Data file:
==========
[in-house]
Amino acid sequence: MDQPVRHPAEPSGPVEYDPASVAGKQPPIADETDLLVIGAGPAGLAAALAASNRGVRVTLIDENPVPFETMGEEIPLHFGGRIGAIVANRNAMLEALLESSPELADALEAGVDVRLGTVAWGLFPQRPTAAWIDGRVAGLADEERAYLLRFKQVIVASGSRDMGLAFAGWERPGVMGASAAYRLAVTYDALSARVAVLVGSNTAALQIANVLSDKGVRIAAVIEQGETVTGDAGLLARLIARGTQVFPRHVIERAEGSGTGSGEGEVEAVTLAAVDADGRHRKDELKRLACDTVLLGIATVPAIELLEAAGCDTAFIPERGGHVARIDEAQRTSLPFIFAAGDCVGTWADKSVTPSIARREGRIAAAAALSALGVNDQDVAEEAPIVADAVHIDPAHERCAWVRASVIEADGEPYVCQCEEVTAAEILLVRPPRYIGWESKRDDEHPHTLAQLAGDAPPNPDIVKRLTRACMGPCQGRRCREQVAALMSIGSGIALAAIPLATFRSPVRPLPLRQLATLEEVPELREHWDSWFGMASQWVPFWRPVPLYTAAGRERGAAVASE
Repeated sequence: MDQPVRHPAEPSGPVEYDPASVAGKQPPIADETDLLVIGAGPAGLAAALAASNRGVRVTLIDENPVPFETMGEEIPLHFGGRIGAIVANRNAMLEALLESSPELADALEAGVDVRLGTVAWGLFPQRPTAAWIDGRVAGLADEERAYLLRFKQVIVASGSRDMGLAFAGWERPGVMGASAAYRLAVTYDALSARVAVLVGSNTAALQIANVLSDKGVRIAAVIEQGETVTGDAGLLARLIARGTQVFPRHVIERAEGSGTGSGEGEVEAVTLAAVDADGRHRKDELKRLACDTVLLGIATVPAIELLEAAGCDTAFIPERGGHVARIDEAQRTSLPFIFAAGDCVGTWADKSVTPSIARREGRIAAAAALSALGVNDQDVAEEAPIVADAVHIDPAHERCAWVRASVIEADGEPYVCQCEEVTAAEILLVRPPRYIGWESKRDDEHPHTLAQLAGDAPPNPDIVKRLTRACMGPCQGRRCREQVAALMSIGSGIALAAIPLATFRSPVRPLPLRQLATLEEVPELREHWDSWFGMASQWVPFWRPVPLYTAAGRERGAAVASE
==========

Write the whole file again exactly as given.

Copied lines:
[in-house]
Amino acid sequence: MDQPVRHPAEPSGPVEYDPASVAGKQPPIADETDLLVIGAGPAGLAAALAASNRGVRVTLIDENPVPFETMGEEIPLHFGGRIGAIVANRNAMLEALLESSPELADALEAGVDVRLGTVAWGLFPQRPTAAWIDGRVAGLADEERAYLLRFKQVIVASGSRDMGLAFAGWERPGVMGASAAYRLAVTYDALSARVAVLVGSNTAALQIANVLSDKGVRIAAVIEQGETVTGDAGLLARLIARGTQVFPRHVIERAEGSGTGSGEGEVEAVTLAAVDADGRHRKDELKRLACDTVLLGIATVPAIELLEAAGCDTAFIPERGGHVARIDEAQRTSLPFIFAAGDCVGTWADKSVTPSIARREGRIAAAAALSALGVNDQDVAEEAPIVADAVHIDPAHERCAWVRASVIEADGEPYVCQCEEVTAAEILLVRPPRYIGWESKRDDEHPHTLAQLAGDAPPNPDIVKRLTRACMGPCQGRRCREQVAALMSIGSGIALAAIPLATFRSPVRPLPLRQLATLEEVPELREHWDSWFGMASQWVPFWRPVPLYTAAGRERGAAVASE
Repeated sequence: MDQPVRHPAEPSGPVEYDPASVAGKQPPIADETDLLVIGAGPAGLAAALAASNRGVRVTLIDENPVPFETMGEEIPLHFGGRIGAIVANRNAMLEALLESSPELADALEAGVDVRLGTVAWGLFPQRPTAAWIDGRVAGLADEERAYLLRFKQVIVASGSRDMGLAFAGWERPGVMGASAAYRLAVTYDALSARVAVLVGSNTAALQIANVLSDKGVRIAAVIEQGETVTGDAGLLARLIARGTQVFPRHVIERAEGSGTGSGEGEVEAVTLAAVDADGRHRKDELKRLACDTVLLGIATVPAIELLEAAGCDTAFIPERGGHVARIDEAQRTSLPFIFAAGDCVGTWADKSVTPSIARREGRIAAAAALSALGVNDQDVAEEAPIVADAVHIDPAHERCAWVRASVIEADGEPYVCQCEEVTAAEILLVRPPRYIGWESKRDDEHPHTLAQLAGDAPPNPDIVKRLTRACMGPCQGRRCREQVAALMSIGSGIALAAIPLATFRSPVRPLPLRQLATLEEVPELREHWDSWFGMASQWVPFWRPVPLYTAAGRERGAAVASE